Another reason why people are excited about African cichlids is because of their larger size. Most of the other popular freshwater fish in the aquarium hobby (e.g., tetras, mollies, and killifish) don’t get larger than 2 or 3 inches. Brooding Maylandia estherae ''Red Zebra''African cichlids, on the other hand, usually reach sizes of 4 to 6 inches, with some of the “Haps” even reaching sizes up to 9 inches. So, while African cichlids do cost a little more than tetras, you certainly get more fish (literally) than you do if you buy a tetra. Besides, African cichlids have an average life span of 4-10 years, while some species may live over 15 years! What has caught many enthusiasts’ eyes in the recent past is the discovery of several dwarf-sized species. These can be maintained in smaller tanks, which has made keeping cichlids a possibility for those without an aquarium 50-gallons or larger.

You will never get bored of African cichlids. Among the three large lakes in Africa (Victoria, Malawi, and Tanganyika), there are more than 1,200 different and unique species that have been identified. And there are hundreds more that are endemic to the rivers surrounding these three lakes. Almost a third of these are readily available to the average aquarist. So, if you ever think you’re tired of the species you’ve got, there are always hundreds more to check out. No matter how long you’ve been in the hobby, or how serious you are, there is always one you haven’t tried. Not to mention that new species are constantly being collected, identified, and classified.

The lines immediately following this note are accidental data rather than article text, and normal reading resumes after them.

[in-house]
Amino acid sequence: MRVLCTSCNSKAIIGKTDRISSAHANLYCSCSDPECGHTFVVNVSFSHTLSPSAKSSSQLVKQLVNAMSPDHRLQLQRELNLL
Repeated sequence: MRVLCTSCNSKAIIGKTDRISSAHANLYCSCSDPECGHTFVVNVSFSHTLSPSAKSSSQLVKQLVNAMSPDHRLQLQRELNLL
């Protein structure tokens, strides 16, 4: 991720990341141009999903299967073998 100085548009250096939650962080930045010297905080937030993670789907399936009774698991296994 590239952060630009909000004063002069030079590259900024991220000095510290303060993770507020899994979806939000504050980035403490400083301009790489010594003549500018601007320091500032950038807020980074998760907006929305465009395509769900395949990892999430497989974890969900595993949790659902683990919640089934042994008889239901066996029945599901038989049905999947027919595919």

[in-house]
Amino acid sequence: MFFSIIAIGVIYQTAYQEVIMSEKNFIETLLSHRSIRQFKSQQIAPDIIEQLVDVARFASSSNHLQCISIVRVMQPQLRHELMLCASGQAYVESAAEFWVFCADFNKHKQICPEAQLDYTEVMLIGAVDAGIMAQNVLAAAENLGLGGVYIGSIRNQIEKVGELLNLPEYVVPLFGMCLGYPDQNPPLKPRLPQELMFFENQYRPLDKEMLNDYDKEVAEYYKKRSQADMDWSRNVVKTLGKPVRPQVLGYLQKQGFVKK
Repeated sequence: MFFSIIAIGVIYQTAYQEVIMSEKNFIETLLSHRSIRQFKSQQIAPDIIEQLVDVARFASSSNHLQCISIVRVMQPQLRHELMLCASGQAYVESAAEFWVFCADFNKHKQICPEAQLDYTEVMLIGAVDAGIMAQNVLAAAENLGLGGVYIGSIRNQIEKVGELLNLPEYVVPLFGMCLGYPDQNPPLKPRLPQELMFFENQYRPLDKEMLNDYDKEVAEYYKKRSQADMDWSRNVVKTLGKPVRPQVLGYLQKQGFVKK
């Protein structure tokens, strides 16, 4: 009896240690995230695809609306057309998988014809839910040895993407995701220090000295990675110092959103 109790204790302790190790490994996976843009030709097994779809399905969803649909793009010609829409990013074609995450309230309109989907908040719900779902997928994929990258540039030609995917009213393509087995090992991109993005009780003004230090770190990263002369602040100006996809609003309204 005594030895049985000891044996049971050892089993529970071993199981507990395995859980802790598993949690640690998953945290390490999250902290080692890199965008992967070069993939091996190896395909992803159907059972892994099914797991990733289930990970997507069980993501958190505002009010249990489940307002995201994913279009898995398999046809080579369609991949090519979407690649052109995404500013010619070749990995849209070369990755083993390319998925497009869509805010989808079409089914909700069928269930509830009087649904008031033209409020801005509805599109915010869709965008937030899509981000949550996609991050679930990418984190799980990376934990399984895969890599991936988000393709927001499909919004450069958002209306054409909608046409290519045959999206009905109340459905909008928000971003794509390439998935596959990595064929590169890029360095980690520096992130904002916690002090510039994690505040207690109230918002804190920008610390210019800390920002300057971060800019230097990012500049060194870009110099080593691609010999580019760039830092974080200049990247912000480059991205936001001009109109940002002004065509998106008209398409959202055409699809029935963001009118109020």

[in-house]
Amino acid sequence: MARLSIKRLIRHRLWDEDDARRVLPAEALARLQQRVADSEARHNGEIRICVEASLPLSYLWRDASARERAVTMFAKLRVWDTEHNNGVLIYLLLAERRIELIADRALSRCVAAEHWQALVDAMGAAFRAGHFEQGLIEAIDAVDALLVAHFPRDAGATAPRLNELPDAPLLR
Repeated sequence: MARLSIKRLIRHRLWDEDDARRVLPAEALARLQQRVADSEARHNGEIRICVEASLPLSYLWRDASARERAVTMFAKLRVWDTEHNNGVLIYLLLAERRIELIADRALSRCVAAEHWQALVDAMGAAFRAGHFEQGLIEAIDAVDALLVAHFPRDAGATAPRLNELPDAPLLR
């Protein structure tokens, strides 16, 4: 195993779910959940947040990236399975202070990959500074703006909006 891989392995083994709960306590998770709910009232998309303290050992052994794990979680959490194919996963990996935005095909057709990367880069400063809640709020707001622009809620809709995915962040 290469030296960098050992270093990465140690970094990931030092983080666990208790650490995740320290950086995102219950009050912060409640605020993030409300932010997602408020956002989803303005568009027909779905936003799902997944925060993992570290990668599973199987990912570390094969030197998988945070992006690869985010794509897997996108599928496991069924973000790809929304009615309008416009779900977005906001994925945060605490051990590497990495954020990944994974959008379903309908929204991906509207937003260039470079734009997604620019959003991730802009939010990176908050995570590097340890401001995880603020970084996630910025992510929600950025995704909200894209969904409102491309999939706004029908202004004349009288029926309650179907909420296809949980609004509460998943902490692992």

Because of their diversity and evolutionary age, scientists are very interested in studying African cichlids. Their efforts in large part, and the efforts of hobbyists from all over the world, have contributed greatly to the information that is available to hobbyists everywhere. Plus, the quantity and quality of information is increasing everyday. And so keeping African cichlids has the potential to be a very rewarding experience because hobbyists and enthusiasts are able to access a large amount of information on these fish, and many of the particular species.

Are you convinced yet that African cichlids are THE fish for you? I hope so. Now, if anyone ever asks why you chose to keep African cichlids, you can respond: “Well, why not?” □

Article reproduced from African Cichlids - Victorian & Malawi